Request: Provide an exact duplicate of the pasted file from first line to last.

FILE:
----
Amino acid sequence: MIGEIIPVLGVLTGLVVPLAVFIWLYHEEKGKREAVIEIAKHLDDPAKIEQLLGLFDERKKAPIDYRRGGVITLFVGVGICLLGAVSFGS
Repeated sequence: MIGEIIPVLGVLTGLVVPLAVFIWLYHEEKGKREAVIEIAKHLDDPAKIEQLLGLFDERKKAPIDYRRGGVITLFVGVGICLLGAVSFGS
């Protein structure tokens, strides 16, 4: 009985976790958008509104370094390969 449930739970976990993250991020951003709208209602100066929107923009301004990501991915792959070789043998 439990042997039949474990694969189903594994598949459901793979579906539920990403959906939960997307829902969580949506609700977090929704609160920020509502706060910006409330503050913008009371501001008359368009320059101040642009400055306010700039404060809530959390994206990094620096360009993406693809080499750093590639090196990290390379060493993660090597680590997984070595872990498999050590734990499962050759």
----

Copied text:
Amino acid sequence: MIGEIIPVLGVLTGLVVPLAVFIWLYHEEKGKREAVIEIAKHLDDPAKIEQLLGLFDERKKAPIDYRRGGVITLFVGVGICLLGAVSFGS
Repeated sequence: MIGEIIPVLGVLTGLVVPLAVFIWLYHEEKGKREAVIEIAKHLDDPAKIEQLLGLFDERKKAPIDYRRGGVITLFVGVGICLLGAVSFGS
């Protein structure tokens, strides 16, 4: 009985976790958008509104370094390969 449930739970976990993250991020951003709208209602100066929107923009301004990501991915792959070789043998 439990042997039949474990694969189903594994598949459901793979579906539920990403959906939960997307829902969580949506609700977090929704609160920020509502706060910006409330503050913008009371501001008359368009320059101040642009400055306010700039404060809530959390994206990094620096360009993406693809080499750093590639090196990290390379060493993660090597680590997984070595872990498999050590734990499962050759």